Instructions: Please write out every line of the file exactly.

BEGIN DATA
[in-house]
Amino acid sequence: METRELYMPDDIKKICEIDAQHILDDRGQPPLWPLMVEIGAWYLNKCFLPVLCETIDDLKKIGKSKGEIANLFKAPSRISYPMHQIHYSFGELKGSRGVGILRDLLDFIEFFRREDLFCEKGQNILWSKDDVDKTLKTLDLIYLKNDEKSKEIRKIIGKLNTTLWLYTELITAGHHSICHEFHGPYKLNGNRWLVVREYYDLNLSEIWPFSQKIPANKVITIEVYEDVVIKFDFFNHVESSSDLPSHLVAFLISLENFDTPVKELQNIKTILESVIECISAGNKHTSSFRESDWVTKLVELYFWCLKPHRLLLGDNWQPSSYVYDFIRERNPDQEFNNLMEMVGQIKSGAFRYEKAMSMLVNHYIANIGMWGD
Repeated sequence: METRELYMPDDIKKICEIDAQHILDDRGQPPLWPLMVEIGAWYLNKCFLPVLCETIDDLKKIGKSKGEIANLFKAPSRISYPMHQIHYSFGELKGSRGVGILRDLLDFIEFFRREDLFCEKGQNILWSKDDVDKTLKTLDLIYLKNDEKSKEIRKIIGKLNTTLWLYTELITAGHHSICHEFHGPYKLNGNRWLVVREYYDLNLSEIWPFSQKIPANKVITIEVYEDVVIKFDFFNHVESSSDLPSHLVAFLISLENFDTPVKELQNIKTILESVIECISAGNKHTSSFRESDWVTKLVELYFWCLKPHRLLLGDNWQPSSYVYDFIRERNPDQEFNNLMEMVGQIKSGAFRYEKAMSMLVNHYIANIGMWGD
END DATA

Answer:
[in-house]
Amino acid sequence: METRELYMPDDIKKICEIDAQHILDDRGQPPLWPLMVEIGAWYLNKCFLPVLCETIDDLKKIGKSKGEIANLFKAPSRISYPMHQIHYSFGELKGSRGVGILRDLLDFIEFFRREDLFCEKGQNILWSKDDVDKTLKTLDLIYLKNDEKSKEIRKIIGKLNTTLWLYTELITAGHHSICHEFHGPYKLNGNRWLVVREYYDLNLSEIWPFSQKIPANKVITIEVYEDVVIKFDFFNHVESSSDLPSHLVAFLISLENFDTPVKELQNIKTILESVIECISAGNKHTSSFRESDWVTKLVELYFWCLKPHRLLLGDNWQPSSYVYDFIRERNPDQEFNNLMEMVGQIKSGAFRYEKAMSMLVNHYIANIGMWGD
Repeated sequence: METRELYMPDDIKKICEIDAQHILDDRGQPPLWPLMVEIGAWYLNKCFLPVLCETIDDLKKIGKSKGEIANLFKAPSRISYPMHQIHYSFGELKGSRGVGILRDLLDFIEFFRREDLFCEKGQNILWSKDDVDKTLKTLDLIYLKNDEKSKEIRKIIGKLNTTLWLYTELITAGHHSICHEFHGPYKLNGNRWLVVREYYDLNLSEIWPFSQKIPANKVITIEVYEDVVIKFDFFNHVESSSDLPSHLVAFLISLENFDTPVKELQNIKTILESVIECISAGNKHTSSFRESDWVTKLVELYFWCLKPHRLLLGDNWQPSSYVYDFIRERNPDQEFNNLMEMVGQIKSGAFRYEKAMSMLVNHYIANIGMWGD